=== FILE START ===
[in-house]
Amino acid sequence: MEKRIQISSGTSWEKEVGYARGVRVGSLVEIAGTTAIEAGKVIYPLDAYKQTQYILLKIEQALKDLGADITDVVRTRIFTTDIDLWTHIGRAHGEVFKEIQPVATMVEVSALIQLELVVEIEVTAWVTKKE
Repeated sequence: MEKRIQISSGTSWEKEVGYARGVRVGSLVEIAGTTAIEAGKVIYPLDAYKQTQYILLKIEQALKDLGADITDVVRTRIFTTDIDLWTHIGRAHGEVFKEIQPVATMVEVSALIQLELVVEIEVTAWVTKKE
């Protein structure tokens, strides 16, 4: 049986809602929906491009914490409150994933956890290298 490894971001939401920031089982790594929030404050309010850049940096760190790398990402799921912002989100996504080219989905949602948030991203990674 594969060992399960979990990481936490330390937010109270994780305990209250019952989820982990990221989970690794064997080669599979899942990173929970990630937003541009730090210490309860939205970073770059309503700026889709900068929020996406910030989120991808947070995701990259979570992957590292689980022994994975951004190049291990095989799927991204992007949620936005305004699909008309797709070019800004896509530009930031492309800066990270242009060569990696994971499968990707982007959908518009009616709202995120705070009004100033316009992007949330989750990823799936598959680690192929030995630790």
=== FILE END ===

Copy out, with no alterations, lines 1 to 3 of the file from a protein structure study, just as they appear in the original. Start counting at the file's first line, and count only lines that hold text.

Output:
[in-house]
Amino acid sequence: MEKRIQISSGTSWEKEVGYARGVRVGSLVEIAGTTAIEAGKVIYPLDAYKQTQYILLKIEQALKDLGADITDVVRTRIFTTDIDLWTHIGRAHGEVFKEIQPVATMVEVSALIQLELVVEIEVTAWVTKKE
Repeated sequence: MEKRIQISSGTSWEKEVGYARGVRVGSLVEIAGTTAIEAGKVIYPLDAYKQTQYILLKIEQALKDLGADITDVVRTRIFTTDIDLWTHIGRAHGEVFKEIQPVATMVEVSALIQLELVVEIEVTAWVTKKE